The flow regime transitions for flow of oil-water-carbon dioxide mixtures in horizontal pipelines are presented. The experiments were carried out in a IDem diameter plexiglass pipe. The flow regime transitions differ greatly from those for gas-liquid and oil-water two phase flow systems. Flow regime maps for oil-water-carbon dioxide are presented for various oil-water ratios and compared with the flow regime maps for water-carbon dioxide and oil-carbon dioxide two phase flows and the Taitel and Dukler model. The results confirm that the liquid compositions have a large effect on flow regime transitions and these are not predicted by most commonly used models.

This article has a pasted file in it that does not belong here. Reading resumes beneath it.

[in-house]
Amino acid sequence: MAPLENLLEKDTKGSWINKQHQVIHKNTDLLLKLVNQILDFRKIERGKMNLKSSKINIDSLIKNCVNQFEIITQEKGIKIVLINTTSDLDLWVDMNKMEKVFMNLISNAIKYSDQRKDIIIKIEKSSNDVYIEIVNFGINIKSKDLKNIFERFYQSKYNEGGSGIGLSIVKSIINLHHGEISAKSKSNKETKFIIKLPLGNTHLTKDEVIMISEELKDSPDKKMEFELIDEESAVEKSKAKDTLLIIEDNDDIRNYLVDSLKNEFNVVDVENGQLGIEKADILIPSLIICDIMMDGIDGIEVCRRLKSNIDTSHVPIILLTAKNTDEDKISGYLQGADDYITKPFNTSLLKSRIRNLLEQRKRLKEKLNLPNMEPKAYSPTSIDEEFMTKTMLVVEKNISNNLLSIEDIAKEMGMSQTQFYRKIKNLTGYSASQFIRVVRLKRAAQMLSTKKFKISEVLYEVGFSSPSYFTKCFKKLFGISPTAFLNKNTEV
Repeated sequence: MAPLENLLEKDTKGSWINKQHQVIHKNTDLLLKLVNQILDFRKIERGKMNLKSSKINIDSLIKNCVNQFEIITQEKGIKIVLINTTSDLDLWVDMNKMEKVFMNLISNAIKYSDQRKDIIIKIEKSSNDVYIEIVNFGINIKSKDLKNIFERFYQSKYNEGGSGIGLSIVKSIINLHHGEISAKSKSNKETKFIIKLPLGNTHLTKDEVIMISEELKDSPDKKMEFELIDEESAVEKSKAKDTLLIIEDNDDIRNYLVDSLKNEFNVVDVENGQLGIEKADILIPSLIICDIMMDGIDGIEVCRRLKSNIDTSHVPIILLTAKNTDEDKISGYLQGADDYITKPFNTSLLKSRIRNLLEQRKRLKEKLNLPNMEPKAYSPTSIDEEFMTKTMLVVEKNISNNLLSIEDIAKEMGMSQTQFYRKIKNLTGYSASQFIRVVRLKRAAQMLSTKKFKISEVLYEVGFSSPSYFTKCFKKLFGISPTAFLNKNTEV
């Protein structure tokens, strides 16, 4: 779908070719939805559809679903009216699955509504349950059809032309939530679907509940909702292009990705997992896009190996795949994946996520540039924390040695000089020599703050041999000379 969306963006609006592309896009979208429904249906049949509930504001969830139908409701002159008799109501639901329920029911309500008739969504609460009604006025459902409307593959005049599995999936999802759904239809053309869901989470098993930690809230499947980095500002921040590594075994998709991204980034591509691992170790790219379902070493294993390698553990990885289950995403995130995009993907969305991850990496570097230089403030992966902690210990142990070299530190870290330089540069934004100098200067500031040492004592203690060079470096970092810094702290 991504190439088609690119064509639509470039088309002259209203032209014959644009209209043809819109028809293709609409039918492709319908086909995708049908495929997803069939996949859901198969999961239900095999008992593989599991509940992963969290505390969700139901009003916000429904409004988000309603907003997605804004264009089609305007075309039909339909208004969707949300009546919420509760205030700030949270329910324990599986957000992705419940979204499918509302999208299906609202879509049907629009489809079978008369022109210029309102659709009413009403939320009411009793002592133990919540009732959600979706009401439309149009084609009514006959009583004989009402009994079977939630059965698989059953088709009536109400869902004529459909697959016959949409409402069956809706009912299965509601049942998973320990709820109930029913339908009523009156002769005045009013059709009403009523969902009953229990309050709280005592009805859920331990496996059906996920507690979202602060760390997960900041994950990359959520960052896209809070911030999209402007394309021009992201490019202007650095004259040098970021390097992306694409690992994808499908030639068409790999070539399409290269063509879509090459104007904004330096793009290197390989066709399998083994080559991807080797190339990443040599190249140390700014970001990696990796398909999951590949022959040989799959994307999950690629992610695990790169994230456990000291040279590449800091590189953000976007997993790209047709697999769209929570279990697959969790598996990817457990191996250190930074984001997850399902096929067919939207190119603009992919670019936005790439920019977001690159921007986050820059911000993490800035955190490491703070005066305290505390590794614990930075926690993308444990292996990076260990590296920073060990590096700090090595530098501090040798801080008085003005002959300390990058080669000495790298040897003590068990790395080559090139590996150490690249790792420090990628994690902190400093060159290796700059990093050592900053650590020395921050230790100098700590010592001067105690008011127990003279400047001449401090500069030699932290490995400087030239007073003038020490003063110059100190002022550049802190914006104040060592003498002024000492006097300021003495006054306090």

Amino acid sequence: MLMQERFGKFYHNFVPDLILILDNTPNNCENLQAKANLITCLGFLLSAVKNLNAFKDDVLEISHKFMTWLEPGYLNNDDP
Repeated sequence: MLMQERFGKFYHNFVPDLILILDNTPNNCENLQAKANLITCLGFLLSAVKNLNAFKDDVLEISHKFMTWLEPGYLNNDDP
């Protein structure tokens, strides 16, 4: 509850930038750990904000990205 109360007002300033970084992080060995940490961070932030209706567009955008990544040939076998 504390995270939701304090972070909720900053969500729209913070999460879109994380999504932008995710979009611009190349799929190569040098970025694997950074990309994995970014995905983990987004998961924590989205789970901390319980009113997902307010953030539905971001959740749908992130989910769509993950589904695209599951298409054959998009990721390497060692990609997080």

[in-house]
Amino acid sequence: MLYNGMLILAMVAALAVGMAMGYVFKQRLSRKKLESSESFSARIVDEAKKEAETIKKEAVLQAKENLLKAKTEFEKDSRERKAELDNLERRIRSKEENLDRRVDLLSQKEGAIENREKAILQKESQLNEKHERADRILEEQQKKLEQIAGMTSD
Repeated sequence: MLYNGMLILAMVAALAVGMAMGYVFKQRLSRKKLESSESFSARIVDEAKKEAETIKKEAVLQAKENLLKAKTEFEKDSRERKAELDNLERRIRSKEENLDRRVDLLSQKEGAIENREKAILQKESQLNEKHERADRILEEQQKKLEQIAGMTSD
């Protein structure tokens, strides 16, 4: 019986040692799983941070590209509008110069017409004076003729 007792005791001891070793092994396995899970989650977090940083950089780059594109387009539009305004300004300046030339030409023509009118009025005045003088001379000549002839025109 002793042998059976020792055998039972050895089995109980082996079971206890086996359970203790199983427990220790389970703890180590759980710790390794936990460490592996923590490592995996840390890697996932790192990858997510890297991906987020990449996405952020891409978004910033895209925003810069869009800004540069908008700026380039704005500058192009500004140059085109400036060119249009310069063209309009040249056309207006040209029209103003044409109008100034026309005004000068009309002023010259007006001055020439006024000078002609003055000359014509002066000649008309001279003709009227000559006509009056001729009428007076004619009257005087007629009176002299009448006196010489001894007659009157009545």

The simultaneous flow of oil-water-gas mixtures flow in pipes is a common occurrence in the petroleum industry. This type of flow is frequently found in oil producing wells and associated pipelines. Most well fluids are composed of oil and gas but during the life of the well, the water content can increase greatly. In accessible places ego subsea or Alaska, the fluids are often transported together in a single pipeline to a platform or central gathering station where the oil, water and gas are separated. For oil-water two phase flows, Russell et al (1959) observed the flow patterns in a oil-water mixture in horizontal pipes. The input oilwater volume ratio was examined in their study. Three flow regimes were reported as shown in Figure 1: bubble flow, stratified and mixed flow. Bubble flow is characterized by oil droplets flowing in a continuous water phase. Stratified flow consists of the more dense fluid (water) flowing along the bottom of the pipe and the less dense fluid (oil) traveling above with a interface between the two phases. Mixed flow is defined as having no phase separation, where water and oil mixture flow flows as a emulsified liquid phase.

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